During their stay in Kalmar – their son was born, whom they named Sigismund in honor of the Polish king.
Soon, the supporters of King Sigismund III had to leave Sweden because Charles – who yet was only a regent – he made a formal coup and seized power in the country. It was easier for him, as in contrast to the ultra catholic Sigismund – he was a Protestant. Sweden at that time was also Protestant, and the conduct of Sigismund was far from the tolerance of his Polish ancestry on the distaff side.
Johan Nilsson Gyllenstierna settled with his family in Gdansk. In 1608 he became a widower, and died in 1617.
The “fruit” of the famous Wednesday Wedding – Sigismund – founded the chapel, from which I started my tale…
The chapel is located in the St. Mary’s Church – on the north side of the entrance, near the Shoemakers’ Gate. It is called the chapel of St. Reinhold or very often the Guldenstern Chapel. Above the entrance to it there can be seen a very interesting family epitaph.
The founder, as I said was Zygmunt – or rather, Sigismund Gyllenstierna.
So why Guldenstern?
Those who are unfamiliar with the Swedish language agree that it is extremely difficult to pronounce his name! How much joy do I bring to my Swedish groups everytime I’m trying to say it correctly 😉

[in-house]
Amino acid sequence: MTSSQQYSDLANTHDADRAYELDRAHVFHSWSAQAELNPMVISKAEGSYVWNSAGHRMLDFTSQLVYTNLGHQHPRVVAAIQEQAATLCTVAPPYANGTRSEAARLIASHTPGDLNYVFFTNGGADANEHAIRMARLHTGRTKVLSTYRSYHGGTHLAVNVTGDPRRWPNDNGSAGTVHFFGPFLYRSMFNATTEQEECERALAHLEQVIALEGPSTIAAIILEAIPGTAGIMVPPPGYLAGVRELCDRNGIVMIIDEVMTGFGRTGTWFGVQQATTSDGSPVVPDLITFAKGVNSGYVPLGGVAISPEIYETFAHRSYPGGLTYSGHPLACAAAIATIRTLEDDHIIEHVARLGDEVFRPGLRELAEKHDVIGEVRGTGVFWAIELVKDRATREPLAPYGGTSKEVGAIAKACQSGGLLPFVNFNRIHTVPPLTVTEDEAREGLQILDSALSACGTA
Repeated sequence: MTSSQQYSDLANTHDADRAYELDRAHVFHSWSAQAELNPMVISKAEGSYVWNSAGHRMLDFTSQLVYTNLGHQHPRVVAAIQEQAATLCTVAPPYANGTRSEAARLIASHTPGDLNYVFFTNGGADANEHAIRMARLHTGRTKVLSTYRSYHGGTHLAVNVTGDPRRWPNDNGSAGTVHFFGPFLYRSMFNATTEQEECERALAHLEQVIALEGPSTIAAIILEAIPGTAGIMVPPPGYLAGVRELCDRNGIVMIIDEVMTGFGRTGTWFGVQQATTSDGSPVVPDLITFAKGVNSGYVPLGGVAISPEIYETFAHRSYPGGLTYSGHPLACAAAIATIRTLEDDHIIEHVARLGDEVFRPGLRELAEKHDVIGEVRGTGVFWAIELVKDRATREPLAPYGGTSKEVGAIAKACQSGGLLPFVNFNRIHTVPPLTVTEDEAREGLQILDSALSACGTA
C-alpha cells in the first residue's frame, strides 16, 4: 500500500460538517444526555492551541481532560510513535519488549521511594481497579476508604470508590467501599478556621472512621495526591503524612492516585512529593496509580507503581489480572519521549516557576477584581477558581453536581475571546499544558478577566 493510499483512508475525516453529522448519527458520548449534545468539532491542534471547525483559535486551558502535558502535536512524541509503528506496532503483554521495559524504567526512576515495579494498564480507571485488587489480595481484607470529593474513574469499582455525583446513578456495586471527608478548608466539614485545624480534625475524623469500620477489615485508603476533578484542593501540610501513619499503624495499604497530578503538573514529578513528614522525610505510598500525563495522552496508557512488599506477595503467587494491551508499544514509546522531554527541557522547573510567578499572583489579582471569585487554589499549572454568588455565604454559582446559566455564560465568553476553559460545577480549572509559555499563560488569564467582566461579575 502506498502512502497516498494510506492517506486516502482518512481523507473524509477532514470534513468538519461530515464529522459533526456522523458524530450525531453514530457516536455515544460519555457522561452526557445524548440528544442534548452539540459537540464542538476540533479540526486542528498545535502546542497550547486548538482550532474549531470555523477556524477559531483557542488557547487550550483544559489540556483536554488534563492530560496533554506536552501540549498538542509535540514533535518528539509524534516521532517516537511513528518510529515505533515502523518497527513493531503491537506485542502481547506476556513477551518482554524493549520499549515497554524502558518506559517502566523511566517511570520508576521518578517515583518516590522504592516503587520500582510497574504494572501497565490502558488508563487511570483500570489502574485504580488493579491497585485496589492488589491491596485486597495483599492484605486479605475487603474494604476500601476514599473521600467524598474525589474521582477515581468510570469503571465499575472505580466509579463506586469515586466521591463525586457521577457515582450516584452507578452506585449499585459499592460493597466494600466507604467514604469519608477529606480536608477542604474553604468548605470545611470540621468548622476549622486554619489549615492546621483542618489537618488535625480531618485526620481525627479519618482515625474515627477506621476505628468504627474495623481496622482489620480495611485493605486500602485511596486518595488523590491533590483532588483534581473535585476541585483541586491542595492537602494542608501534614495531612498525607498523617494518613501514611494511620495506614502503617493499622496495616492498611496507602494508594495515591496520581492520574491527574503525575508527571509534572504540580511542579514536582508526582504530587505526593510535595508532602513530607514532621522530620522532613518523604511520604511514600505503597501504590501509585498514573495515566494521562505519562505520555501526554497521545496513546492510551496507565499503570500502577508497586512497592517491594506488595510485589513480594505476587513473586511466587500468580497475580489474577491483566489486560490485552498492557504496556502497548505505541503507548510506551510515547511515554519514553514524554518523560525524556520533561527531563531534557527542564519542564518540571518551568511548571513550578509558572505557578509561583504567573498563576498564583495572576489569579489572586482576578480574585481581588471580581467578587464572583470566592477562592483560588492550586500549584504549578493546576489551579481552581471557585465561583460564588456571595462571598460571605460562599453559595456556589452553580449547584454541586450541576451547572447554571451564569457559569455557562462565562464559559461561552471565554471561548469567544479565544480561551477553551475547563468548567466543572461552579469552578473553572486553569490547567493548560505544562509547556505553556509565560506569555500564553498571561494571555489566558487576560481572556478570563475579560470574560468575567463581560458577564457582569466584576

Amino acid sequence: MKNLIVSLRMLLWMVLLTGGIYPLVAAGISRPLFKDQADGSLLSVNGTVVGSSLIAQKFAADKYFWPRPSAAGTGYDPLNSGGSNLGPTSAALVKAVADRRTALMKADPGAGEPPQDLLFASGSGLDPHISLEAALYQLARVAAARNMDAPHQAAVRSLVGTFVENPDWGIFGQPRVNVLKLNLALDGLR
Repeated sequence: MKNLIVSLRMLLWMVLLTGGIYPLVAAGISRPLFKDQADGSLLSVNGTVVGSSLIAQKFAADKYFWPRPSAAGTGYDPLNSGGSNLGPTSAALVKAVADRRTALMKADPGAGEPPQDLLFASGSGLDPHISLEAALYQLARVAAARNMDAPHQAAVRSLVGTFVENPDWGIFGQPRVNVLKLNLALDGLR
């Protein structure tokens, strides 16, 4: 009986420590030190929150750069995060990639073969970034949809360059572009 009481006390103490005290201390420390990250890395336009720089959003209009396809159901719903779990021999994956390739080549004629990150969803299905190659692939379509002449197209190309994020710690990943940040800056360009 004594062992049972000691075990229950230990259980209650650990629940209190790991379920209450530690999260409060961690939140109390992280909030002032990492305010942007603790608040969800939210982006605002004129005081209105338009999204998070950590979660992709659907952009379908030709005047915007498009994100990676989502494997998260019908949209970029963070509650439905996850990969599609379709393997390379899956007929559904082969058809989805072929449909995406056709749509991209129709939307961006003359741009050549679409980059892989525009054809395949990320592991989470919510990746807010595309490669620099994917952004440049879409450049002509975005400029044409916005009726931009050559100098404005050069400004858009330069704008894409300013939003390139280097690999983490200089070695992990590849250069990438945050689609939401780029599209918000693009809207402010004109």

Gdansk citizens as well as the Polish courtiers, with whom Johan had contacts had the same problems with the correct pronunciation. Therefore the surname had to be changed… His son was already known as Guldenstern. And as such, is known as the founder of the chapel.
Very important is the message of the founder, that not only members of the family can find the rest in the chapel. It was said that also those who had lost their Swedish homeland… But it is a topic for a separate story.
And what about Sigismund? He received excellent education in Torun’s Academic Gymnasium (which was one of the three such schools in the Polish Kingdom with an extremely high level of teaching).
Later he studied at the Universities of Leiden, Strasbourg and Rostock. After returning home he became one of the courtiers of King Sigismund III and even became a royal bed keeper…
In 1633 his nobility was approved by the coronation Diet of Wladyslaw IV.
In 1635, at the king’s command he and Gerhard Denhoff became directors of the Commission of His Royal Highenss’ Fleet.
His wife was Anna von Zehmen (Czema), daughter of Chelmno Castellan – Fabian Czema.
In 1636 in Torun, he was one of the leaders of funeral services for Princess Anna Vasa, a person who greatly contributed to his birth…
And nine years later at the Torun Town Hall, during the Colloquium Charitativum he chaired the Lutherans of the Polish Kingdom.
To the guides in the Malbork Castle he is known for his failed defense against the Swedes in 1656; and to the Gdansk guides – he is known for holding the castellany since October of that year. We meet him again during the 1660 peace negotiations – when he demanded the return of his property in Sweden…
He died six years later and was buried in the chapel, which he founded…
The times passed, the fame of the family faded away. What remains? The epitaph in the church with a golden star and a memory of Sweden’s only Wednesday Wedding and romantic mediation of Princess Anna Vasa …